World’s First Remote Heart Operation Using Robotic Arm

We’re upon a world first for remote medical procedure as Dr. André Ng is all set to perform the first ever heart rhythm treatment operation using the Catheter Robotics Remote Catheter Manipulation System. Dr. Ng will be able to perform the procedure from a remote location outside of the radiation zone using a robotic arm.

This procedure will take place at the Glenfield Hospital Leicester thanks to additional help and expertise from the University of Leicester and University Hospitals of Leicester.

The procedure Dr. Ng will conduct involves inserting thin wires (catheters) into veins near the groin and moving them through to the heart chambers. The catheters contain electrodes that will record and stimulate parts of the heart in order for Dr. Ng to identify the cause of the problem in the patient. Once the cause of the issue is found, the device will “burn” the tissue around the problem area to fix the abnormality. The procedure, called catheter ablation has been used for the past twenty years or so but never before using remote robotics technology.

From Dr. Ng:

The new Robotic procedure is an important step forward because, while some procedures are straightforward, others can take several hours. Because X-rays are used to allow the doctor to monitor what is going on inside the patient, it means that doctors standing close to the patient wear radiation shields such as lead aprons which are burdensome. Protracted procedures can lead to clinician fatigue and high cumulative radiation exposure.

The benefit of the Robotics system to the patient is that movement of the catheter could be done with great precision. It is anticipated that further developments of the system may allow complex procedures to be made more streamlined. On the other hand, benefits to the doctor are that heavy lead aprons would not be necessary as he / she will be controlling the movements of the catheter using the Remote Controller at a distance from the patient outside the radiation area and that he / she can be sitting closer to the monitors displaying electrical signals and x-ray images as opposed to standing at some distance across the room from them which is current practice.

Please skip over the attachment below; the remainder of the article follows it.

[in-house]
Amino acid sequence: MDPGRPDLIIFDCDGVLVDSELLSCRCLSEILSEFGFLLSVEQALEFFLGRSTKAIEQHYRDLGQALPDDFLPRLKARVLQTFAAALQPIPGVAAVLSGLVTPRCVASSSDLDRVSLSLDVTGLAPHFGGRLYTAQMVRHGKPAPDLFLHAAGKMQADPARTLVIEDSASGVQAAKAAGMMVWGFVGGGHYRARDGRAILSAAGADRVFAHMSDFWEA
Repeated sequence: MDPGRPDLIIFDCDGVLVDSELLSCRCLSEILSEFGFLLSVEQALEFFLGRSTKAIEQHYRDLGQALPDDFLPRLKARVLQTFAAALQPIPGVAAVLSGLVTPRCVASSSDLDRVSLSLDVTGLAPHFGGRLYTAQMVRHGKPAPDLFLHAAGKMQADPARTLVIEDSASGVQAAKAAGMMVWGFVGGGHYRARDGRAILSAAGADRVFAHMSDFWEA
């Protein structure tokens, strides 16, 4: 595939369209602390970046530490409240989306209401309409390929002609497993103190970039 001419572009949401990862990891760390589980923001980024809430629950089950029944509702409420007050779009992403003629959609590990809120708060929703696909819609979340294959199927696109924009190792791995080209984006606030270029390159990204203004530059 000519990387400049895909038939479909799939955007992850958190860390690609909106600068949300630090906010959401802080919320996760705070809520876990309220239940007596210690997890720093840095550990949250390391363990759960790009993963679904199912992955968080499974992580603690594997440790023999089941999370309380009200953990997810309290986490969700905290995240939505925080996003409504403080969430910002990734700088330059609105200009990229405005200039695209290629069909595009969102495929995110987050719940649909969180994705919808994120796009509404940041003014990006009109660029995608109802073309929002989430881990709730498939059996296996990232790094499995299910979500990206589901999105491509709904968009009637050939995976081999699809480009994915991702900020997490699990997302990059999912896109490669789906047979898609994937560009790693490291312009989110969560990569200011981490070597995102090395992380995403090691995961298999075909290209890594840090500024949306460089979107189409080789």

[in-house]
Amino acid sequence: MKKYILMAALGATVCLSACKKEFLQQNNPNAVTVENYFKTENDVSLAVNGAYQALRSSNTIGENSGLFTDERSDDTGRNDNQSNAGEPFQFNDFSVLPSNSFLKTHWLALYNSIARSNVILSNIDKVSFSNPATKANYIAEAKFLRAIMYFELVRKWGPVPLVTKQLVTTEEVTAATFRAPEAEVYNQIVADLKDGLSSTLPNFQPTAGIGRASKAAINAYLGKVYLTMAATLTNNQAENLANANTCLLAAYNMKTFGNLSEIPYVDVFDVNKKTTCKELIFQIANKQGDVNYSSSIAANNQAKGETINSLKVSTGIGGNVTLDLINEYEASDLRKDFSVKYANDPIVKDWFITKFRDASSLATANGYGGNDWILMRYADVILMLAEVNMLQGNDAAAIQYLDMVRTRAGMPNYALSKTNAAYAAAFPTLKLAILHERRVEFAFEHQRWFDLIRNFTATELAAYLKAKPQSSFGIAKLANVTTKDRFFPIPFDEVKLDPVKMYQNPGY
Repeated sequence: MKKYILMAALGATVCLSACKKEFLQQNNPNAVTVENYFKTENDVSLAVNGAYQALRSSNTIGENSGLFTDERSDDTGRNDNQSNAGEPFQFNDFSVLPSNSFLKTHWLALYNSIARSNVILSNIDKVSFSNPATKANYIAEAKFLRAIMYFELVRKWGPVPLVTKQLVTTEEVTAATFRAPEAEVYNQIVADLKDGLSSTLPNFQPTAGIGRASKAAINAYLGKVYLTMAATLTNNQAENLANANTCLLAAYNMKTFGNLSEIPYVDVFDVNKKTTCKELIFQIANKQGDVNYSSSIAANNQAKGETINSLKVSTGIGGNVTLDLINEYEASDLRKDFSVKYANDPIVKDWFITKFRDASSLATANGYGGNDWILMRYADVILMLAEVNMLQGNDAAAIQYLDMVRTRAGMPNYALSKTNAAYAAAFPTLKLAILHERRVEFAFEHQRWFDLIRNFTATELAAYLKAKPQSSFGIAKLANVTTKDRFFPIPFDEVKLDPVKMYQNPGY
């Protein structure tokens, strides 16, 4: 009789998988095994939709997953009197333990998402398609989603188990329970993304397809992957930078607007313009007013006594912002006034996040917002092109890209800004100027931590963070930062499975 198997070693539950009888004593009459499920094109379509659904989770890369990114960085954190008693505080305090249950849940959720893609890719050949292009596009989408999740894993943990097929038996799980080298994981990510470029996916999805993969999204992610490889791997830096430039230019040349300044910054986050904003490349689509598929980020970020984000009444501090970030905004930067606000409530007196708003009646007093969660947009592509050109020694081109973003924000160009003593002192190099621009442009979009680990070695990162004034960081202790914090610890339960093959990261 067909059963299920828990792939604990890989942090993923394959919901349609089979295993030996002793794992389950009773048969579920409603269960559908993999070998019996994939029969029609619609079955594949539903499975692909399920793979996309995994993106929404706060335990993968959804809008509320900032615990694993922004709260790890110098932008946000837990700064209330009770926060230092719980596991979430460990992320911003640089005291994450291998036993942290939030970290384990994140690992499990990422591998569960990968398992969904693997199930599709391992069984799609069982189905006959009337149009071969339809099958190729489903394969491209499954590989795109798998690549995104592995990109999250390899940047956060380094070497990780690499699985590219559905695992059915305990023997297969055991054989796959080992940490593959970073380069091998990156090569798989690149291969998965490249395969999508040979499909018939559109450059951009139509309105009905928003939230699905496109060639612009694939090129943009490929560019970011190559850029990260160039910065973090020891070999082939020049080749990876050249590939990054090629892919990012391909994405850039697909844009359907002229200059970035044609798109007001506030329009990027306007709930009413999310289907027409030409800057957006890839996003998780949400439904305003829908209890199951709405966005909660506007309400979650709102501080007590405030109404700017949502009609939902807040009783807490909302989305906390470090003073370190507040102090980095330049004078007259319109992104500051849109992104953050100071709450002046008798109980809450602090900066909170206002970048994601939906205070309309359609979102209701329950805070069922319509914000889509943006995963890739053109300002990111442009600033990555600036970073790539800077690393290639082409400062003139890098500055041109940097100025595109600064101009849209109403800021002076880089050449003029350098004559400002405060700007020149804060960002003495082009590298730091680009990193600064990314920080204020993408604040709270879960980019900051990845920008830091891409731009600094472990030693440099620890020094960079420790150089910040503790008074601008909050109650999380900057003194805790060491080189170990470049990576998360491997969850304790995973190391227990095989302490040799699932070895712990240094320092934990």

Dr. André Ng is Senior Lecturer in Cardiovascular Sciences at the University of Leicester and Consultant Cardiologist and Electrophysiologist, Glenfield Hospital, University Hospitals of Leicester.

More on the Remote Catheter Manipulation System (RCMS, Catheter Robotics Inc.):

The Remote Catheter Manipulation System (RCMS, Catheter Robotics Inc., New Jersey) is a new system and Dr André Ng, who has extensive experience in EPS procedures, has been selected to apply the system in human studies for the first time in the world. Two other remote navigation systems are commercially available but one uses a huge magnetic field to control a magnetic tip catheter whilst the other uses a large deflectable sheath to move the catheter. The RCMS has the benefit of using standard EPS catheters which can be dismounted and remounted onto the system with ease. The technology has obtained CE mark through rigorous bench safety testing and pre-clinical studies and has now arrived at a stage where it can be applied to clinical procedures.

More on Dr. André Ng:

Dr Ng is an expert in the management of heart rhythm disturbances especially in catheter ablation and the use of mapping systems in such procedures. The Department of Cardiology at Glenfield Hospital is one of the largest Electrophysiology Centres in the UK performing over 600 EPS procedures every year. Dr Ng has a distinguished research profile in investigations into cardiac electrophysiology and arrhythmia mechanisms, leading both non-clinical and clinical teams of talented researchers. At the cutting edge of scientific research and development, the innovative work in his group has been acknowledged with many accolades including Young Investigator and Da Vinci Awards. He is also Director of pan-European training programmes on advanced three-dimensional mapping systems and arrhythmia ablation.

Source: University of Leicester and Glenfield Hospital
Photo Credit: Leonard Ortiz, Orange County Register (first image), Catheter Robotics (product shot), University of Leicester (Dr. Ng)

Press Release can be obtained here.

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